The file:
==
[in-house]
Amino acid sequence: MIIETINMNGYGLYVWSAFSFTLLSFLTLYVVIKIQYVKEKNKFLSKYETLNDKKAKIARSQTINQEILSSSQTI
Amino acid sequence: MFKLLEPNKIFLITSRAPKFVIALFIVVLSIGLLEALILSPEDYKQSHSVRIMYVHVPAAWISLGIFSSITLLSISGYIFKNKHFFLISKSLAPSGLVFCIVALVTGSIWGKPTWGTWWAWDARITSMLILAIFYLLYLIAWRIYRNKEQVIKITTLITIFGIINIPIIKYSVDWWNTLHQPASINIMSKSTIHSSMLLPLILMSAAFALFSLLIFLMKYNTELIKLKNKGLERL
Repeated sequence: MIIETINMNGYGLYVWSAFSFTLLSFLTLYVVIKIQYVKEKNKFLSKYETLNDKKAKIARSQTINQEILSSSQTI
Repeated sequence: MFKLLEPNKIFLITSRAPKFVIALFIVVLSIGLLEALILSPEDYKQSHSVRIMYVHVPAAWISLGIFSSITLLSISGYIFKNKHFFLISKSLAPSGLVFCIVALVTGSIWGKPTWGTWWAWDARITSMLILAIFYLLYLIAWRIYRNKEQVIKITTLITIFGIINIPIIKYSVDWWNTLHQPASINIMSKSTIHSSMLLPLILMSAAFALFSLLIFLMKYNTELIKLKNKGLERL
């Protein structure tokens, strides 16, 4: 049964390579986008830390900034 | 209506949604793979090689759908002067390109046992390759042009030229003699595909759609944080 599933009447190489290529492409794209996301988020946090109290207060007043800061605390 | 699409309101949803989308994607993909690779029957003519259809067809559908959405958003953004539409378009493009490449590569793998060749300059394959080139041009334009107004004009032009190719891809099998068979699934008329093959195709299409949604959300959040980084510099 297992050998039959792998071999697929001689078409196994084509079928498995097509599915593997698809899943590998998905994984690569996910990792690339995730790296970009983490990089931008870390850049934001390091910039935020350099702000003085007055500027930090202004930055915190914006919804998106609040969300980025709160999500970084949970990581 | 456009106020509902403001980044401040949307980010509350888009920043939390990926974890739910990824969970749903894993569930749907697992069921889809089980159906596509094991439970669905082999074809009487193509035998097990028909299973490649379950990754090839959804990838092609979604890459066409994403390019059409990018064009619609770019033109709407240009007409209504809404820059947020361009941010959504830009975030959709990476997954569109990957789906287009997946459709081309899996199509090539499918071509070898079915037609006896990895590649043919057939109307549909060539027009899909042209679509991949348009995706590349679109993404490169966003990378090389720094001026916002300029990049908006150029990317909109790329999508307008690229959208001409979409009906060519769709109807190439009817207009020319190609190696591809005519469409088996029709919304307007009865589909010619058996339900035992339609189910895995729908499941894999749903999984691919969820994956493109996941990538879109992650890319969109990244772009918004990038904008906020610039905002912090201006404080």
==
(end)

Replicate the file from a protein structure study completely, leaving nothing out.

[in-house]
Amino acid sequence: MIIETINMNGYGLYVWSAFSFTLLSFLTLYVVIKIQYVKEKNKFLSKYETLNDKKAKIARSQTINQEILSSSQTI
Amino acid sequence: MFKLLEPNKIFLITSRAPKFVIALFIVVLSIGLLEALILSPEDYKQSHSVRIMYVHVPAAWISLGIFSSITLLSISGYIFKNKHFFLISKSLAPSGLVFCIVALVTGSIWGKPTWGTWWAWDARITSMLILAIFYLLYLIAWRIYRNKEQVIKITTLITIFGIINIPIIKYSVDWWNTLHQPASINIMSKSTIHSSMLLPLILMSAAFALFSLLIFLMKYNTELIKLKNKGLERL
Repeated sequence: MIIETINMNGYGLYVWSAFSFTLLSFLTLYVVIKIQYVKEKNKFLSKYETLNDKKAKIARSQTINQEILSSSQTI
Repeated sequence: MFKLLEPNKIFLITSRAPKFVIALFIVVLSIGLLEALILSPEDYKQSHSVRIMYVHVPAAWISLGIFSSITLLSISGYIFKNKHFFLISKSLAPSGLVFCIVALVTGSIWGKPTWGTWWAWDARITSMLILAIFYLLYLIAWRIYRNKEQVIKITTLITIFGIINIPIIKYSVDWWNTLHQPASINIMSKSTIHSSMLLPLILMSAAFALFSLLIFLMKYNTELIKLKNKGLERL
């Protein structure tokens, strides 16, 4: 049964390579986008830390900034 | 209506949604793979090689759908002067390109046992390759042009030229003699595909759609944080 599933009447190489290529492409794209996301988020946090109290207060007043800061605390 | 699409309101949803989308994607993909690779029957003519259809067809559908959405958003953004539409378009493009490449590569793998060749300059394959080139041009334009107004004009032009190719891809099998068979699934008329093959195709299409949604959300959040980084510099 297992050998039959792998071999697929001689078409196994084509079928498995097509599915593997698809899943590998998905994984690569996910990792690339995730790296970009983490990089931008870390850049934001390091910039935020350099702000003085007055500027930090202004930055915190914006919804998106609040969300980025709160999500970084949970990581 | 456009106020509902403001980044401040949307980010509350888009920043939390990926974890739910990824969970749903894993569930749907697992069921889809089980159906596509094991439970669905082999074809009487193509035998097990028909299973490649379950990754090839959804990838092609979604890459066409994403390019059409990018064009619609770019033109709407240009007409209504809404820059947020361009941010959504830009975030959709990476997954569109990957789906287009997946459709081309899996199509090539499918071509070898079915037609006896990895590649043919057939109307549909060539027009899909042209679509991949348009995706590349679109993404490169966003990378090389720094001026916002300029990049908006150029990317909109790329999508307008690229959208001409979409009906060519769709109807190439009817207009020319190609190696591809005519469409088996029709919304307007009865589909010619058996339900035992339609189910895995729908499941894999749903999984691919969820994956493109996941990538879109992650890319969109990244772009918004990038904008906020610039905002912090201006404080």